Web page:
Ecclesial recognition of the movements, therefore, "is not just a simple formal process, which requires an examination of the statutes or norms, but rather an ecclesial event, by which a declaration is made to the entire Christian community that such and such a group is truly in the Church and for the Church," he explained. "The reality is recognized, not a piece of paper."

Recalling the words of Jesus, "People do not put new wine into old wineskins. Otherwise the skins burst, the wine spills out, and the skins are ruined. Rather, they pour new wine into fresh wineskins, and both are preserved," the professor concluded that "in the case of the movements and the related magisterium of the Pope, we are still in time to put the new wine in new wineskins."

"This," he affirmed, "will be possible if all of us have our minds and hearts open to these gifts of the Spirit to his Church."

Keywords:



NEWSLETTERS »

E-mail:       Zip Code: (ex. 90001)
Today's Headlines

Sign up for a roundup of the day's top stories. 5 days / week. See Sample

Rate This Article

Very Helpful Somewhat Helpful Not Helpful at All

Yes, I am Interested No, I am not Interested

Rate Article

1 - 3 of 3 Comments

  1. Joy
    4 years ago

    We so often forget what we have in the Catholic church. We have Jesus present- body, blood, soul, and divinity! He could not have been more clear in John chp. 6 when he said, "You should eat the flesh of the son of man and drink his blood", then repeated himself and said, "Truly I tell you, my body is real food, and my blood real drink, whoever does not eat my flesh and drink my blood has no life in him." Then, many followers began to leave him because he was talking about canabalism. We know that when God the father looks down on us he TRULY sees his son. We are given "soul grafts" so to speak, and his body and blood nourish our precious immortal soul. We must eat food and drink liquid for our physical bodies or we will die. How much more true is that statement when regarding the food for our souls, the bread of angels!

  2. Marianne Shibilski
    4 years ago

    I have been walking in the Neo Catechumenal Way since last Spring, when I experienced a conversion of heart during a catechesis in a nearby parish. I now look at life in light of eternity and continue to grow in the realization of the depth of God's love for us. It is a very intimate love from the Father. My goal is to spread the Good News to everyone I come in contact with so they, too, can experience this great joy.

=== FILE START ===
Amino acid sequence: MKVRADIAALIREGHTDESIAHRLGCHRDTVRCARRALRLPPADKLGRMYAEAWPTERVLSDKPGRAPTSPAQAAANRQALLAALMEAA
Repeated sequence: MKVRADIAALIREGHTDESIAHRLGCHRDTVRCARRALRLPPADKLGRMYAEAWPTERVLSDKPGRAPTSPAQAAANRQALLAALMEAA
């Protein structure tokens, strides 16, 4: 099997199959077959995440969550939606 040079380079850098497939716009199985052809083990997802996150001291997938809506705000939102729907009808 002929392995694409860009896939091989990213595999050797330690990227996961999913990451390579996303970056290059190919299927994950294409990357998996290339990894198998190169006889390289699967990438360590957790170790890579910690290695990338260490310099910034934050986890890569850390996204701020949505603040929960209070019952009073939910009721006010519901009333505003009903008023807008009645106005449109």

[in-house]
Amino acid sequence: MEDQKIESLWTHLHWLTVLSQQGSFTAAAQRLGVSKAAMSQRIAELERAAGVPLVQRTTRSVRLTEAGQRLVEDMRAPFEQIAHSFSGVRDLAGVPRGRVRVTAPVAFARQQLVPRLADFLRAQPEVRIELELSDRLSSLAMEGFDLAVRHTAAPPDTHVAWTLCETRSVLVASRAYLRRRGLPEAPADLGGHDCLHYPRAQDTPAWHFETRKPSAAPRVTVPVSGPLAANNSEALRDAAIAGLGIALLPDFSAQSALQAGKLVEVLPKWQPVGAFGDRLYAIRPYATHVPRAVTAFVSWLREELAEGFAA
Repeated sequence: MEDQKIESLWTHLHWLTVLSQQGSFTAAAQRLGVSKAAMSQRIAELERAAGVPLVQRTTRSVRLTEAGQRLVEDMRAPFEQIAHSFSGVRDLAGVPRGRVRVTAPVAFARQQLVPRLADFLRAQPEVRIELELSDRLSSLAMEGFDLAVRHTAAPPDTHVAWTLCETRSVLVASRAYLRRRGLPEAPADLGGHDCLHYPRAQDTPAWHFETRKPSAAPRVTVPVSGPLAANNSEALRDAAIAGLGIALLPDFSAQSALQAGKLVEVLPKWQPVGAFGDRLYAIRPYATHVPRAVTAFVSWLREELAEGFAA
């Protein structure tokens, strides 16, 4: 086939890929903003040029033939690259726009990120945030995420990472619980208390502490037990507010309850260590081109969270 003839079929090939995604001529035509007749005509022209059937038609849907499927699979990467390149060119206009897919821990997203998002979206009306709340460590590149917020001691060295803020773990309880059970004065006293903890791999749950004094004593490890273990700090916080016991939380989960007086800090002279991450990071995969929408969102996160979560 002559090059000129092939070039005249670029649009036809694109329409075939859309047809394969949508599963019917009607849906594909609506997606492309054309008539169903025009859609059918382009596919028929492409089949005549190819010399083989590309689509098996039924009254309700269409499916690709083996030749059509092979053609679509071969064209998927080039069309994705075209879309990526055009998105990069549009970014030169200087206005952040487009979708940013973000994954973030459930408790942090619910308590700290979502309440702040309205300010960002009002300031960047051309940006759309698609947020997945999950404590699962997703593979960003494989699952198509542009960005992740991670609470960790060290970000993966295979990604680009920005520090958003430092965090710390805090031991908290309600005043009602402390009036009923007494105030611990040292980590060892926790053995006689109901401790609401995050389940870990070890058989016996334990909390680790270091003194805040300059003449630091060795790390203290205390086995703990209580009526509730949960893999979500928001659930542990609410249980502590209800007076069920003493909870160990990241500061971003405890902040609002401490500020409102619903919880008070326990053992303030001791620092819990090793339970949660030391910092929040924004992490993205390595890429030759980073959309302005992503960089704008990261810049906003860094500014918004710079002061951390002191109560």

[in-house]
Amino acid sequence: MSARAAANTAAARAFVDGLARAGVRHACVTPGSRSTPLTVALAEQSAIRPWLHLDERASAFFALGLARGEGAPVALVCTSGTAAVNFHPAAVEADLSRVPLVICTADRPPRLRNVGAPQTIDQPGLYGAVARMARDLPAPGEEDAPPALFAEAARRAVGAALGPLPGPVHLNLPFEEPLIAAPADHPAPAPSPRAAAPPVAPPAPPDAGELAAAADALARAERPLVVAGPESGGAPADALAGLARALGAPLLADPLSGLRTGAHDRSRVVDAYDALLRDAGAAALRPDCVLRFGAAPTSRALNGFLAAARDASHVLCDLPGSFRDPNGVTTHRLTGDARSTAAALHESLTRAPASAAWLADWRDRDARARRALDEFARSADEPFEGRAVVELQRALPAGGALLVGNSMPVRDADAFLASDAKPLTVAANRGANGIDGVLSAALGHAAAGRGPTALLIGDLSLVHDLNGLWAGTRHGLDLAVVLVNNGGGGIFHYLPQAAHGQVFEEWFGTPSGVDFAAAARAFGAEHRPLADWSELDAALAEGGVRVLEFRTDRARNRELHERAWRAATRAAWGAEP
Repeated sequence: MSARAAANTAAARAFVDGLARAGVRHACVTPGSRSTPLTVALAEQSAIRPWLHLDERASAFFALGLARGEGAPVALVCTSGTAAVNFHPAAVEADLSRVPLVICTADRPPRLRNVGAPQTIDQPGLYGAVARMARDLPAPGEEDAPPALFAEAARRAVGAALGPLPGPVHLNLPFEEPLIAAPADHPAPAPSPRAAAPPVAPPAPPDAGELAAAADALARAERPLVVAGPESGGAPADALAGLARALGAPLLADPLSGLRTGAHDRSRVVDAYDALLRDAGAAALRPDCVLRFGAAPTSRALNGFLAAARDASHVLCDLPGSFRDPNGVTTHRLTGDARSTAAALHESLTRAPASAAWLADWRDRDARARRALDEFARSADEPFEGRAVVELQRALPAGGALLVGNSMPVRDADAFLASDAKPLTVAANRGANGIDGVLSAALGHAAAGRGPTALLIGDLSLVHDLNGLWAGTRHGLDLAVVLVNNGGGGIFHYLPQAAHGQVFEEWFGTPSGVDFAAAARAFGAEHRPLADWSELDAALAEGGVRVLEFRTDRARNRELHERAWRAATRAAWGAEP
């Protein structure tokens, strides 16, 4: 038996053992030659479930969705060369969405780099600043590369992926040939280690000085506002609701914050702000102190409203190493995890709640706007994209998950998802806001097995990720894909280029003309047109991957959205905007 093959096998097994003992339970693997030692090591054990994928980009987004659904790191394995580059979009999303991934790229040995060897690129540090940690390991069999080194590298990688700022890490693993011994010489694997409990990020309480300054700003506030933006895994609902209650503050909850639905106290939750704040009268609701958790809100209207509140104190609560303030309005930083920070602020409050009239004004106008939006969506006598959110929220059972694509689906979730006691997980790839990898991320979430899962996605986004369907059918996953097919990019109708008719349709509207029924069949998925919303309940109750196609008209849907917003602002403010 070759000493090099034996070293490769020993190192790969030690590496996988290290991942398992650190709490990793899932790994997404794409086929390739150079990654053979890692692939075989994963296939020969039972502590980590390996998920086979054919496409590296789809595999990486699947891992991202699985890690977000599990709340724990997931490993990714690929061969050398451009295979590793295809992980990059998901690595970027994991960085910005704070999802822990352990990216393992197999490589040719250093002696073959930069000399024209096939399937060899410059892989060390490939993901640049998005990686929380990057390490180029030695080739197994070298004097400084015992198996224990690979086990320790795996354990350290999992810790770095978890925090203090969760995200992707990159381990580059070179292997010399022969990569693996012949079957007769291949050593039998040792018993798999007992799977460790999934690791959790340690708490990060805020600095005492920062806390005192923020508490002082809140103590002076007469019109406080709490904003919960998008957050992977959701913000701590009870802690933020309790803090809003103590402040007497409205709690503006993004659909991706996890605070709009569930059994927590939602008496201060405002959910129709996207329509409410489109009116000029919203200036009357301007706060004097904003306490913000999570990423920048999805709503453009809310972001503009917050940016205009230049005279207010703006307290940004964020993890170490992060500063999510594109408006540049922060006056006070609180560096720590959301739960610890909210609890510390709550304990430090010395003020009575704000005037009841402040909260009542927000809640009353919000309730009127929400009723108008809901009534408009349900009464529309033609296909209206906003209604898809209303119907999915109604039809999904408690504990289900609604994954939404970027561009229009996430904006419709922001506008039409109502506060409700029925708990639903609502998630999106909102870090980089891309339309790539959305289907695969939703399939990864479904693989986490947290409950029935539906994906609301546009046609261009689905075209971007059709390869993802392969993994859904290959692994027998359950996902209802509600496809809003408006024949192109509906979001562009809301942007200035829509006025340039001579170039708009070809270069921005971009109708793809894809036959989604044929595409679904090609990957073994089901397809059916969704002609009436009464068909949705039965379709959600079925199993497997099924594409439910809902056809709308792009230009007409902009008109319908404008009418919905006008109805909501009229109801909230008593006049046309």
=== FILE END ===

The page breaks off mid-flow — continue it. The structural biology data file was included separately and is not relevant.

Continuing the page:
3. Josue Gonzalez
    5 years ago

    The Neo Cathechumenal Way is a wonderful charism, I have walked in my own community since age thirteen and if it was not for the way I would have left the church. Throught the way and the various steps I have fallen in love with God and my church. Even in my rebellious times in which I stepped away from the church and went to look other places I rediscovered and continue discovering my MY GOD, HIS SON, MY CHURCH and the true meaning of my baptism through my experience in the WAY.

Leave a Comment

Comments submitted must be civil, remain on-topic and not violate any laws including copyright. We reserve the right to delete any comments which are abusive, inappropriate or not constructive to the discussion.

Though we invite robust discussion, we reserve the right to not publish any comment which denigrates the human person, undermines marriage and the family, or advocates for positions which openly oppose the teaching of the Catholic Church.

This is a supervised forum and the Editors of Catholic Online retain the right to direct it.

We also reserve the right to block any commenter for repeated violations. Your email address is required to post, but it will not be published on the site.

We ask that you NOT post your comment more than once. Catholic Online is growing and our ability to review all comments sometimes results in a delay in their publication.

Send me important information from Catholic Online and it's partners. See Sample

Post Comment

Find your Path Now